Pop culture obsessives writing for the pop culture obsessed.
Pop culture obsessives writing for the pop culture obsessed.

Almost Human: “Arrhythmia”

Illustration for article titled Almost Human: “Arrhythmia”

Then again, maybe airing episodes out of production order says absolutely nothing about the quality of story. There are few things more exciting than watching a new show fit all the promising pieces together for the first time. “Arrhythmia” is that first step for Almost Human, blending together strong character moments and a lot of humor to form the first episode since the pilot that I would recommend watching as more than a curiosity. Previously there had been a glimpse here or there that the show was getting its act together, but still dropping in a problematic subplot for Stahl or Maldonado, or having Kennex and Dorian investigate some lukewarm cases.

“Arrhythmia” doesn’t have that added flair of palpable sexual chemistry between Ealy and Urban. But it does have the most interesting episodic case of the season, a plethora of new theoretical technologies, and a second Dorian android that gets to experience a ride-along, make big mistakes, and ultimately leads to the most coherent thematic explanation so far in the series.

Last week I was very skeptical about moving the second and third episodes of the season this far back (the second episode produced still isn’t on the schedule), behind a bunch of later episodes that suggested Almost Human won’t be as serialized as other Bad Robot creations. But that extra time turned out to be all the show needed. In fact, delaying this episode is a bit of a masterstroke, because it allows enough time to establish Dorian as a character before suddenly introducing another identical android. That’s my best guess as to why “Arrhythmia” ended up where it did in airing order.

The first scene of the episode is the only time I’ve been immediately intrigued by the impetus for an Almost Human investigation. A man bursts into an operating room with a gun, demanding medical attention. He accurately predicts the minute he’s going to die, and his biomechanical heart stops. Thus begins a whirlwind investigation into the underground organ black market.  The victim had been beholden to some extortion ring responsible for installing modified hearts that stop working after 30 days unless reset, presumably after some kind of exorbitant payment.

When Kennex and Dorian arrive on the scene, it’s right after another surprisingly funny bit of bickering in the car. But then they both spot another Dorian, working as a glorified janitor, decommissioned from police work. Seeing an opportunity to pay it backwards but forwards, Dorian invites the other DRN model to ride in the back of Kennex’s car and observe for the day. Ealy is the best part of the show so far, but simply having him play two identical androids isn’t enough. He doesn’t go full Tatiana Maslany in differentiating the two—after all, they’re just identical machines—but it’s enough to tell which one is just now remembering his time on the force and which one is still trying to grow up.

What follows that promising beginning is a string of the best scenes Almost Human has done: Kennex’s nightmare dealing with two Dorians in his car, the former cop tackling a man due to outdated case-file software. But what I love most about this A-plot is that it doesn’t let the cops off scot-free without actually showing physical consequences of the crime and the attempt to get away with it. Once the criminal collaborators figure out the cops are after them (and potentially scanning wire transfers), the co-conspirators decide to stop working. That has the side effect of leaving nobody to reset any of the biomech hearts, meaning a lot of people will die even though they were prepared to extend their lives with increasingly large payments. The big action finale isn’t anything special, just some action quick-cuts until Dorian does yet another awesome stunt: breaking through the wall in order to stop the ringleader.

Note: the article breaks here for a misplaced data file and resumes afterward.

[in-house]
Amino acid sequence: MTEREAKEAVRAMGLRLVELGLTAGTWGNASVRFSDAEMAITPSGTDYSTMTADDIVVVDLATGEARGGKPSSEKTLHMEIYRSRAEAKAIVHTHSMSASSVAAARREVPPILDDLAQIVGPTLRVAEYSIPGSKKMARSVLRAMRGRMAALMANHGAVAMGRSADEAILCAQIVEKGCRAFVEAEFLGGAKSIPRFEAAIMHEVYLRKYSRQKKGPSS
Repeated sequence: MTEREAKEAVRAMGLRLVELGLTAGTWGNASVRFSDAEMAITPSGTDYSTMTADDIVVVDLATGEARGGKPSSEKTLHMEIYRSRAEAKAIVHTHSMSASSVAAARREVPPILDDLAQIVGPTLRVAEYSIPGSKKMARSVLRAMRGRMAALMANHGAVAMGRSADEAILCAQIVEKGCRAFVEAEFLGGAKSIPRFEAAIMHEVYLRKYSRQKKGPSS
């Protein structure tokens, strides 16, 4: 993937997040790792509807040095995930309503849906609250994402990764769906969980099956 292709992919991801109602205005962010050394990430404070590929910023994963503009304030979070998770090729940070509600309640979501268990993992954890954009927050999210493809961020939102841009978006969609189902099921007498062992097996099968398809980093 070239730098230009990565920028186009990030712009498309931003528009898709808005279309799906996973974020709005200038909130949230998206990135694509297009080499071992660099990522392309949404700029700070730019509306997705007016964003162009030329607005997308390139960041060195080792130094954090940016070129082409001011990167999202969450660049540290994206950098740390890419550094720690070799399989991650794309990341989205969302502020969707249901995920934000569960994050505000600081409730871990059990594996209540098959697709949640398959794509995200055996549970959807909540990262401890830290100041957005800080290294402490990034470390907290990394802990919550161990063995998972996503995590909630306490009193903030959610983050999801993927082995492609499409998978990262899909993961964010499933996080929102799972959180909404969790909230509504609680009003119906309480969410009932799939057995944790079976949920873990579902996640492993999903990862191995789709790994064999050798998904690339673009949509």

And instead of a sentimental conclusion that lacks for larger thematic significance (like last week’s), this week’s coda—Dorian wipes everything from the memory of his counterpart, save for the little boy—has the opposite effect. It’s a sad fact that Dorian has to live with, even though for a short time he gave someone else the chance to be woken up and given a chance for proper use. Dorian worries a lot about his employment status (and existence), but those scenes are never cornerstones of an episode, just like Kennex’s family issues haven’t become that important yet. There’s still a lot of subtlety missing here—any time Dorian isn’t in a scene with Kennex, it usually signals a lower-volume conversation—but this is the first episode of Almost Human that I’ve found to be strong overall. That makes me excited that this is a possible direction the show could take, becoming a thoroughly entertaining and thought-provoking procedural.

Stray observations:

  • The technology in this episode was pretty imaginative, even if I’ve seen a lot of it before. The hospital feels lifted from Idiocracy in a way.
  • Almost Human comes back on January 6. My DVR cut off most of the preview, but it looks like we’re getting some John Larroquette soon, which is awesome news.
  • Song playing on Kennex’s car stereo when he keeps hitting it: “Robot Rock” by Daft Punk. Excellent choice.
  • I hope everyone spotted that not at all conspicuous currency BitCoin. The Internet has truly arrived!